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Part 1: Topics in Optical Spectroscopy Biopsy
1. Origin of tissue optical properties
2. Optical methods for tissue diagnosis and treatment
3. Methods for in vivo assessment of physiological state of tissue
4. Excitation, absorption, scattering fluorescence spectroscopy
5. Resonance Raman spectroscopy
6. Inelastic light scattering spectroscopy and imaging
7. Stimulated Raman gain spectroscopy and imaging—NIR optical windows in 700 nm to 2500 nm
8. Coherent and non-contact photo-acoustic imaging
9. Polarization and diffusive reflectance spectral imaging time resolved spectroscopy single and multi-photon excitation and imaging
10. Mid infrared diagnostic methods
11. Nano particle tagging and contrast agents optical metabolomics Demos, Gansean
12. Supercontinuum for medical and biological applications
13. Stokes shift spectroscopy
Part 2: Topics in Optics in Brain
14. Alzheimer’s Disease Optical Imaging in vascular impairment
15. Hemodynamics by NIR in Brain, and Overview View summary of field
16. Blood Barrier in mice using two photon and ultrasound
17. Overview of Infrared neural stimulation
18. 2Photon excitation in brain
19. Overview NIR correlation spectroscopy in brain
20. Overview of Optical Coherent Tomography in neuron tree
21. IR stimulation in spinal nerves
22. Ca+2 channels in brain by multiphotons
23. Ca2+ flow in brain by multiphotons
24. Overview Ca2+ indicators by 2PEF
25. Control Biosystems using optogentics
26. Optogenetic circuit mapping with traditional whole cell patch clamp to determine synaptic connectivity between identified neurons in mouse models of psychiatric disease
27. Special Proteins Red fluorescent proteins RFP in brain probing (Dr. Robert Campbell)
28. OCT neural activity
29. Stimulated Raman Scattering Microscopy in Brain Research
30. Imaging the neurovascular coupling system with laminar optical tomography and hyperspectral two-photon microscopy
31. Multi photon Imaging in neuroscience
Neurophotonics and Biomedical Spectroscopy addresses the novel state-of-the-art work in non-invasive optical spectroscopic methods that detect the onset and progression of diseases and other conditions, including pre-malignancy, cancer, Alzheimer’s disease, tissue and cell response to therapeutic intervention, unintended injury and laser energy deposition. The book then highlights research in neurophotonics that investigates single and multi-photon excitation optical signatures of normal/diseased nerve tissues and in the brain, providing a better understanding of the underlying biochemical and structural changes of tissues and cells that are responsible for the observed spectroscopic signatures.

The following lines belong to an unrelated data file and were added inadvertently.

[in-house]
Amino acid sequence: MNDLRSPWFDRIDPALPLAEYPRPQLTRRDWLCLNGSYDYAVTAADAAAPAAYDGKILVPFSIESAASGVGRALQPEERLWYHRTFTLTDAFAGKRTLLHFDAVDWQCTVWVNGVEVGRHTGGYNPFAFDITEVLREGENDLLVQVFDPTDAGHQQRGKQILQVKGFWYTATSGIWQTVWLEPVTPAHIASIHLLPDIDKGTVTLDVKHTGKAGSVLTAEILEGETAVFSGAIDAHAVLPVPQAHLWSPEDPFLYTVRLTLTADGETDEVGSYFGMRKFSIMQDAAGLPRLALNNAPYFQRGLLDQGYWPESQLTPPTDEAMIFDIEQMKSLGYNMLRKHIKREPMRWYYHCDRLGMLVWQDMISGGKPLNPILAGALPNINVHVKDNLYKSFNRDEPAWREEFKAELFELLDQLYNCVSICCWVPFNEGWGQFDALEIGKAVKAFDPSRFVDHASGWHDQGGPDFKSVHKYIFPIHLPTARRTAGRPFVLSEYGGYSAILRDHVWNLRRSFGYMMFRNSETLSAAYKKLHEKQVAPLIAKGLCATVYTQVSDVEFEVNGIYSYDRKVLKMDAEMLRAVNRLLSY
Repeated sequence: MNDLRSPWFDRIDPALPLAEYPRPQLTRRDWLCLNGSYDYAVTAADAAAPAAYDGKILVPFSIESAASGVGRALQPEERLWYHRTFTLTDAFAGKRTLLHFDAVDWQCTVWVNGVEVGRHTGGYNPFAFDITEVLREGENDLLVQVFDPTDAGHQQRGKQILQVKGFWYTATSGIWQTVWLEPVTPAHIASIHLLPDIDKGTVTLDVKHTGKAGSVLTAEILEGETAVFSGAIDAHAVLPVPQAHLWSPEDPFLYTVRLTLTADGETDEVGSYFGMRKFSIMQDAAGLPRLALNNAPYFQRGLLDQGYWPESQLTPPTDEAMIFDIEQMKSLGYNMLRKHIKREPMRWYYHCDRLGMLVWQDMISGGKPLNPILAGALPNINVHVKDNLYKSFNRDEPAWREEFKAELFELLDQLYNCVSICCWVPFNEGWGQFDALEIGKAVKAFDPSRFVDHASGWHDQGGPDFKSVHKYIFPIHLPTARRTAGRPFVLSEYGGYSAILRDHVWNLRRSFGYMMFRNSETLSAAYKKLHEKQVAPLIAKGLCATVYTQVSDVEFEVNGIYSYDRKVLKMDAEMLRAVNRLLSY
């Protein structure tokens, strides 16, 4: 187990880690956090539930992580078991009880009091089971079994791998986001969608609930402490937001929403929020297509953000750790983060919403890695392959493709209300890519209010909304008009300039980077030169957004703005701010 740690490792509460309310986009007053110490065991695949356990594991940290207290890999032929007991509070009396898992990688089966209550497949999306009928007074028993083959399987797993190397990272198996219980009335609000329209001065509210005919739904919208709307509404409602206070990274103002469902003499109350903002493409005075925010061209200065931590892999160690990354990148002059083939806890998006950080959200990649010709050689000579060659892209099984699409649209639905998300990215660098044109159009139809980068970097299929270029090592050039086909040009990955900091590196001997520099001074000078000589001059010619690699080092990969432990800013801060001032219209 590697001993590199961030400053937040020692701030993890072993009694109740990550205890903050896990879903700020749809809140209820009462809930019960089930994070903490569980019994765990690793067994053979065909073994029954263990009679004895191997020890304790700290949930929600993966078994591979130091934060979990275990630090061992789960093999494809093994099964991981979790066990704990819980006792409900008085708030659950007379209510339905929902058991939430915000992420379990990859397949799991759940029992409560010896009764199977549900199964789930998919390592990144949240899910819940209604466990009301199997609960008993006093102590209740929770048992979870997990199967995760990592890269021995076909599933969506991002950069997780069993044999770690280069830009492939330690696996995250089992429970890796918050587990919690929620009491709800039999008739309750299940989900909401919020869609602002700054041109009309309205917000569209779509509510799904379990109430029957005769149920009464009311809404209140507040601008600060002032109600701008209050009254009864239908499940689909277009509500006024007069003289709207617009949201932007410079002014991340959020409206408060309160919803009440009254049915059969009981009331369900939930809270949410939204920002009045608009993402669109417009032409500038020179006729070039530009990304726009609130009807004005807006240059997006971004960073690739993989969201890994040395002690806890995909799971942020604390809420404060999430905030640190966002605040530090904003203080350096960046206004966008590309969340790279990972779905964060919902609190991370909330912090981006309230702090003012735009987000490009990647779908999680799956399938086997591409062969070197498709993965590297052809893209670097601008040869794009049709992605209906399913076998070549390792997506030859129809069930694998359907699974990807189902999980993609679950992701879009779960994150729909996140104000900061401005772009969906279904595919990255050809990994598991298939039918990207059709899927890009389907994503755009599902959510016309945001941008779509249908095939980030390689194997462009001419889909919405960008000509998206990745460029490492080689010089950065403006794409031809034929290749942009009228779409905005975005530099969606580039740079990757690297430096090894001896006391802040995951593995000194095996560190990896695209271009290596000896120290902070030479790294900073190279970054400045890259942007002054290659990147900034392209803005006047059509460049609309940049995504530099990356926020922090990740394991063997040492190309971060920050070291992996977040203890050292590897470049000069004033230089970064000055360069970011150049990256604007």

Topics cover a wide array of well-established UV, visible, NIR and IR optical and spectroscopic techniques and novel approaches to diagnose tissue changes, including: label free in vivo and ex vivo fluorescence spectroscopy, Stoke shift spectroscopy, spectral imaging, Resonance Raman spectroscopy, multiphoton two Photon excitation, and more.
- Provides an overview of the spectroscopic properties of tissue and tissue-light interaction, describing techniques to exploit these properties in imaging
- Explores the potential and significance of molecule-specific imaging and its capacity to reveal vital new information on nanoscale structures
- Offers a concise overview of different spectroscopic methods and their potential benefits for solving diagnostic and therapeutic problems
Researchers in nanomedicine, nanophotonics and optics, biomedical optics, neuroscientists, molecular biologists, clinical neurologists, and optical physics
- No. of pages:
- © Elsevier 2019
- 29th November 2018
- Hardcover ISBN:
- eBook ISBN:
Robert A. Alfano is Distinguished Professor and Fellow at The City College of City University of New York, USA. He is also an Optical Society of America; Fellow, and a Fellow of IEEE. He has been involved in developing ultrafast laser spectroscopic techniques and applications of these techniques to study ultrafast dynamical processes in physical, chemical, and biological systems. His research encompasses the study and development of supercontinuum, tunable solid-state lasers, nonlinear optical processes, application of optical spectroscopic techniques for medical diagnosis (optical biopsy), study of photon migration in turbid media, and development of optical imaging techniques for biomedical imaging (optical mammography). He has published more than 700 papers and holds 102 patents.
Professor and Fellow, The City College of City University of New York, USA
Lingyan Shi is an Assistant Professor in the Department of Bioengineering at the UC San Diego Jacobs School of Engineering. She is developing and applying new ultrafast laser scanning optical imaging and spectroscopic technologies, such as stimulated Raman scattering (SRS) microscopy for solving biological questions. Her recent major scientific contributions include the discovery of the “Golden Optical Window” for deep brain imaging, and the development of a breakthrough platform that combines deuterium probing with SRS for optical imaging of metabolic dynamics in living organisms. She is combining bioorthogonal labeling and SRS imaging for directly visualizing complex molecular events in brain, tumor, and metabolic diseases at sub-cellular scale in situ, which offer powerful tools potentially for disease detection, diagnosis and treatment, as well as for mechanistic understanding of scientific fundamentals. Shi is a member of OSA, SPIE, and also a member of New York Academy of Science.
Research Scientist, Columbia University, USA
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